Who Has to Pay a Deceased Person's Debts?
A few months ago, I blogged about rising debt amongst the elderly and the fact that a surprising number of people weren’t worried about repaying it while alive. So, what ends up happening with the debt?
An individual’s debts don’t just disappear when he dies – they remain outstanding and need to be paid before the estate can be distributed. A trustee has the obligation to identify the deceased’s liabilities and discharge them. However, there are times when a deceased’s assets are insufficient to cover the outstanding debts. Then what?
If there isn’t enough money in an estate to cover all the debts, then the estate will be insolvent. The funds that are available will go toward payment of the debts, but the debts won’t be paid in full. It is important to understand, however, that payment of debts takes priority over the rights of the beneficiaries to their inheritance – this means that the beneficiaries aren’t entitled to receive anything until the debts have been discharged and if the estate funds aren’t sufficient to pay the debts then the beneficiaries get nothing.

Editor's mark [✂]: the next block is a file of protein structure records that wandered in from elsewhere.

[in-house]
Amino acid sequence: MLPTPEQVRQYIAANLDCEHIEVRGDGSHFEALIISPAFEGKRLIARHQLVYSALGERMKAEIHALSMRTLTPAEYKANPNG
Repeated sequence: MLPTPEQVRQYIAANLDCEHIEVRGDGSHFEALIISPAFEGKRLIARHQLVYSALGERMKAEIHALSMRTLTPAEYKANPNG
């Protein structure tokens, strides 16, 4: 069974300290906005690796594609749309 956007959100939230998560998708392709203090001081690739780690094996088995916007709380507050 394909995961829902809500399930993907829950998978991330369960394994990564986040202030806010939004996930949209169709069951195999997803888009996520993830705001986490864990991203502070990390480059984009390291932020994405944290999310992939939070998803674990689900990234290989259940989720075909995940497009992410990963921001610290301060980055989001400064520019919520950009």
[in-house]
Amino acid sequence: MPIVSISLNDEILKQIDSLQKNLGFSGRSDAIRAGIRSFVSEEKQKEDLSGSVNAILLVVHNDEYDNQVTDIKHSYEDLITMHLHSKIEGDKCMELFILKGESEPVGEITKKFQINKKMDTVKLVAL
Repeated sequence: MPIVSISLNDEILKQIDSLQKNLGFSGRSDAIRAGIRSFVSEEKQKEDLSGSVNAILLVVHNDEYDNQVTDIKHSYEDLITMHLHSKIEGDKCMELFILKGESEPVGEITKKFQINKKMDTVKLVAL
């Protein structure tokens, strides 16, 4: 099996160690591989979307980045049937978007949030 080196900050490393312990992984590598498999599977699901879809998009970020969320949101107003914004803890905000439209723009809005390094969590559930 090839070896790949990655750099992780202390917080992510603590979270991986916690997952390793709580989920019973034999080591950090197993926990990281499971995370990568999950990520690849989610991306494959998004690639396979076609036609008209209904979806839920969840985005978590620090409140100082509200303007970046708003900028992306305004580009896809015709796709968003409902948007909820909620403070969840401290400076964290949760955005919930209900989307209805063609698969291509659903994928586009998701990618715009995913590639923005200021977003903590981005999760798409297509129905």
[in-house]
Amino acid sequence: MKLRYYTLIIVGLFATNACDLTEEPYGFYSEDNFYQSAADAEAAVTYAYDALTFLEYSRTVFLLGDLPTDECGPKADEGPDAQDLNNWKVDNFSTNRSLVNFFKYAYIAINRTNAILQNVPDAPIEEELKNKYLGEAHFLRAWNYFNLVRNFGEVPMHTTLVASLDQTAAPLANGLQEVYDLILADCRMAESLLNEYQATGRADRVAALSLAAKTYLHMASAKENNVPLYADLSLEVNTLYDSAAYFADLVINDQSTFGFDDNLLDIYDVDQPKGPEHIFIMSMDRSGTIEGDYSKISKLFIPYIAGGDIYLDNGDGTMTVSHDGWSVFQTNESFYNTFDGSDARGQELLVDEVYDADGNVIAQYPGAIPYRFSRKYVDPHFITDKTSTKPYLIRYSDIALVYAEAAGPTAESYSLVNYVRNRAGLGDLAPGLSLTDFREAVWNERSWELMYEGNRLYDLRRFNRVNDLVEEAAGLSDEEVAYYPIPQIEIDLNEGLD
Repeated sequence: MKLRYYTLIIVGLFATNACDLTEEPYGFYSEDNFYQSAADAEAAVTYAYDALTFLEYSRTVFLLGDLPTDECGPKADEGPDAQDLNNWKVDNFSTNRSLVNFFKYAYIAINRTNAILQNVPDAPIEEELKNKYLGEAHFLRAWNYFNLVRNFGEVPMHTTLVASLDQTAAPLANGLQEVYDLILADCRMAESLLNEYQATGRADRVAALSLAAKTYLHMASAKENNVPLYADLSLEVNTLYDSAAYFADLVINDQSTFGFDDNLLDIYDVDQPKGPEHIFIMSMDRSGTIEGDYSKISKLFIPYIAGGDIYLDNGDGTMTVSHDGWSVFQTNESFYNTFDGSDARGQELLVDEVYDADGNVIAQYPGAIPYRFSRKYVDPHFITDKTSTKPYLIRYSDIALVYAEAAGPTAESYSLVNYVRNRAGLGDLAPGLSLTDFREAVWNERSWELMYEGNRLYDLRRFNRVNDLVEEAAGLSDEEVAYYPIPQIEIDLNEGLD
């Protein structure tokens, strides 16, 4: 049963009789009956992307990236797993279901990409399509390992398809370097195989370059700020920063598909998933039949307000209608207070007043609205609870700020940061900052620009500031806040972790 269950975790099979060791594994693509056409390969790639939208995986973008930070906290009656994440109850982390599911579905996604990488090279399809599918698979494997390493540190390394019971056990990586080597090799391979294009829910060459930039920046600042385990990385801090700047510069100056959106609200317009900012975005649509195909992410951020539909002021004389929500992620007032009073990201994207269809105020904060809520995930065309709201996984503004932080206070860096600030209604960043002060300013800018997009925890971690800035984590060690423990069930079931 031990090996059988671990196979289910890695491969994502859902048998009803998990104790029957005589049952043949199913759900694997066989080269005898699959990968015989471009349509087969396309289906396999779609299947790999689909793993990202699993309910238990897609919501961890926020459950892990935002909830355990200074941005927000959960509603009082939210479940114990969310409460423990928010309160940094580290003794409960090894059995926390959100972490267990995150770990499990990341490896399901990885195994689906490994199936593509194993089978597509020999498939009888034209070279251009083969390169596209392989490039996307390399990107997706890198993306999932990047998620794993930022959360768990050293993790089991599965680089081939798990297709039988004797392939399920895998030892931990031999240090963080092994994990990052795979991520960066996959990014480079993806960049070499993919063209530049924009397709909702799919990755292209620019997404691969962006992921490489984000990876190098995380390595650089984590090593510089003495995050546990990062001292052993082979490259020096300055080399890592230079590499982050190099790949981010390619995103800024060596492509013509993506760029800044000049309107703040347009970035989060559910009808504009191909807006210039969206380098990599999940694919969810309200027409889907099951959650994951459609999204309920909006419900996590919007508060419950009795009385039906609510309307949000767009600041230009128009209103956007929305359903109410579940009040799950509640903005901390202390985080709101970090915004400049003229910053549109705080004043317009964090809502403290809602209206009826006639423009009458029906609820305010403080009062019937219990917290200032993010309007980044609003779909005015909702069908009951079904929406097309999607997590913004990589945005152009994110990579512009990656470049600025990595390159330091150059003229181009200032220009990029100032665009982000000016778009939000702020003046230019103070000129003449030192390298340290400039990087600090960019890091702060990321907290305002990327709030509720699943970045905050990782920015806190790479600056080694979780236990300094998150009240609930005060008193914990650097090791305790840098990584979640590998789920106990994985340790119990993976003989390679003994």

It is also important to understand that the obligation to pay the debts falls to the deceased’s estate. The deceased’s family members are not responsible for kicking in funds if the estate is insolvent and the executor isn’t required to reach into her own pocket either.
Unfortunately, debt collectors don’t always see things that way. A couple of years ago, the New York Times reported that some collection agencies had taken to calling the deceased’s next-of-kin and imploring them to pay outstanding bills, even though they had no legal obligation to do so. If this happens, it’s generally best to stand your ground – unless you co-signed for the debt or have received money from an estate before the debts were discharged, there’s no reason to pay.